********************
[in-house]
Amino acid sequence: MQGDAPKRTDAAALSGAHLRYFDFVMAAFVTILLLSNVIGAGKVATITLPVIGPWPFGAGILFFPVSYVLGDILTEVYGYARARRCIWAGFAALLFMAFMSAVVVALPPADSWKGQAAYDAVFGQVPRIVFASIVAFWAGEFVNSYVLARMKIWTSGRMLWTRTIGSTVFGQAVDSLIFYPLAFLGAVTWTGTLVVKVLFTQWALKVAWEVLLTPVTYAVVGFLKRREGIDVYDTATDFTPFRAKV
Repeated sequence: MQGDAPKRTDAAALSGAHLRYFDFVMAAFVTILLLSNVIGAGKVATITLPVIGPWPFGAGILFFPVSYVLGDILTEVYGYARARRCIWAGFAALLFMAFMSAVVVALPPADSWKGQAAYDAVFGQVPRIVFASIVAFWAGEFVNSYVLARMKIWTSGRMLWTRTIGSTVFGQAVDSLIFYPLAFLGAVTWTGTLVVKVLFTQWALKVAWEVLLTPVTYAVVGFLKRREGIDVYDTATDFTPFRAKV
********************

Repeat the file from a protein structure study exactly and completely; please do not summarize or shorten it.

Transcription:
[in-house]
Amino acid sequence: MQGDAPKRTDAAALSGAHLRYFDFVMAAFVTILLLSNVIGAGKVATITLPVIGPWPFGAGILFFPVSYVLGDILTEVYGYARARRCIWAGFAALLFMAFMSAVVVALPPADSWKGQAAYDAVFGQVPRIVFASIVAFWAGEFVNSYVLARMKIWTSGRMLWTRTIGSTVFGQAVDSLIFYPLAFLGAVTWTGTLVVKVLFTQWALKVAWEVLLTPVTYAVVGFLKRREGIDVYDTATDFTPFRAKV
Repeated sequence: MQGDAPKRTDAAALSGAHLRYFDFVMAAFVTILLLSNVIGAGKVATITLPVIGPWPFGAGILFFPVSYVLGDILTEVYGYARARRCIWAGFAALLFMAFMSAVVVALPPADSWKGQAAYDAVFGQVPRIVFASIVAFWAGEFVNSYVLARMKIWTSGRMLWTRTIGSTVFGQAVDSLIFYPLAFLGAVTWTGTLVVKVLFTQWALKVAWEVLLTPVTYAVVGFLKRREGIDVYDTATDFTPFRAKV